Christ had everything perfect in heaven. He had God the Father’s very presence and complete approval. But He disregarded His privileges in heaven and took on the form of a man with all of the inherent pains, ugliness, and difficulties. He was so humble that He gave up His life for us on the cross, dying at our hands. He rose from the dead, completing His victory over sin. Now God has exalted Him above all other names because of His ultimate humility in laying His life down willingly for others. Christ knew what it meant to lose His life to God and for others so that He might save it. His rights in heaven were not firmly grasped. He willingly gave them up because of what the Father wanted. We think we have rights to life, liberty, and the pursuit of happiness. God says true freedom lies in giving up our rights, in surrendering to His authority, and in aligning ourselves to the truth. Jesus says that we will be happy if we are poor in spirit, mourning, persecuted, and other things that we would consider to have just the opposite effect. The kingdom is backwards. Our rights are to lose our lives, become slaves of righteousness, and pursue holiness. All other rights are wrongs.

Not Our Will But His

The Father was Christ’s Master and the One who ordered His will. In Luke 22:42, Jesus prayed under extreme stress and tribulation, “Father, if You are willing, remove this cup from Me; yet not My will, but Yours be done.” He submitted even then and bowed the knee to His Father. One day every knee will bow to the Son. A life lived for our will and not the will of our Father’s will be destroyed and nothing will remain. We will present the Lord of the Universe nothing on the day of our evaluation at His judgment seat. Like the parent, He will still love us completely and perfectly. Yet we will have missed out on the blessing of bringing our Abba Father joy by doing His will His way. Too many Christians are building on the sand of dead works rather than upon the rock of obedience to the revealed will of God. May God cripple our will so that it is surrendered to His will before it is too late.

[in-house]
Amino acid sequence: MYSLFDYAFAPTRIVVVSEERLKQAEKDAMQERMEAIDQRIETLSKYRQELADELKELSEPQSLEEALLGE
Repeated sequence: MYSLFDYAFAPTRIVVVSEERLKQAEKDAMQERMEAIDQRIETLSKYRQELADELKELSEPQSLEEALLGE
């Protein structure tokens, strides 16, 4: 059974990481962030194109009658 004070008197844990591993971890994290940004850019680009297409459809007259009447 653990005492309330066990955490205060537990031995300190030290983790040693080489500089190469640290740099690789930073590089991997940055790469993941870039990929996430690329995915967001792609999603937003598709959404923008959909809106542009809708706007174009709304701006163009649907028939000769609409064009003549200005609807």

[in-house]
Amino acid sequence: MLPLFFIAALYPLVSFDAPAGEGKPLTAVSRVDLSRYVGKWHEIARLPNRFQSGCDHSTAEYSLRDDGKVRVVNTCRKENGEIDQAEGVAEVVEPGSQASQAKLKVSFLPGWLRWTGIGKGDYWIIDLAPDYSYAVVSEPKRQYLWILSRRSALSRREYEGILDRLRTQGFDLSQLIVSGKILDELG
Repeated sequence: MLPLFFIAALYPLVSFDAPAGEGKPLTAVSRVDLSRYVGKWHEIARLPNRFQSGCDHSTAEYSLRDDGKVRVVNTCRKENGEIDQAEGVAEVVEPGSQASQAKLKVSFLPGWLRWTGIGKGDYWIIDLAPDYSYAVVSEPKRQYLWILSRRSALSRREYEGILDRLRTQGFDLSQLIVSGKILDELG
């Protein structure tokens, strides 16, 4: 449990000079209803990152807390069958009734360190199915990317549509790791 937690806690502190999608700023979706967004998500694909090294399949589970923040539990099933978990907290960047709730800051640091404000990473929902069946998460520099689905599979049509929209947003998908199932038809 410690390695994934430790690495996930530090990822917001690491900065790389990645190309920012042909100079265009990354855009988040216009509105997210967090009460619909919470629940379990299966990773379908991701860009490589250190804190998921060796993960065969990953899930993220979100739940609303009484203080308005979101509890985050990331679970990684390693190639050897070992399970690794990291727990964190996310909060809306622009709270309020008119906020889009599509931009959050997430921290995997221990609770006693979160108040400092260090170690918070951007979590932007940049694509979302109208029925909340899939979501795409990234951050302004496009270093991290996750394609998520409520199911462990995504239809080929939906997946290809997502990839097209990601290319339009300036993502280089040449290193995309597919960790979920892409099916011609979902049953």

True Humility

We try to exalt ourselves by our skills, intellect, and education, among other things. Our Lord says in 1 Peter 5:6, “Therefore humble yourselves under the mighty hand of God, that He may exalt you at the proper time.” True exaltation can only be given by Christ Himself, and it will be given to those who vanquish their own selfish agendas and desires and place themselves in submission to their Master and their Lord, Jesus Christ. Like John the Baptist says in John 3:30, “He must increase, but I must decrease.” We decrease not by self-abasement or self-insult but by dying to self and immersing ourselves in Christ’s life, purpose, love, and power. Life is not about discovering our purpose but surrendering to the purposes of God. We follow His example to disregard our rights to what we want in favor of what God wants. We consider others are more important than ourselves. We are willing to humble ourselves by becoming obedient to the point of death. We crucify our fleshly desires so that we can live for Christ, and we also submit ourselves to God’s plan and desires, even if it means our own death for the sake of the gospel. True humility bows the knee to the true Lord of the universe and says, “Lord, not my will but Yours be done.”

Yet Satan makes it so that we can delude ourselves into thinking that we are humble when we are not. We must dig deeper.

Want to dig deeper? Read Catch Fire: A Call to Spiritual Awakening. Please visit
[url=http://www.relevantbibleteaching.com]Relevant Bible Teaching[/url] for more information. Brent can be contacted at brent@relevantbibleteaching.com.

[img align=left]http://brentbarnett7.tripod.com/sitebuildercontent/sitebuilderpictures/revivalbook.jpg[/img]


_________________
Brent Barnett

 2006/8/31 18:04Profile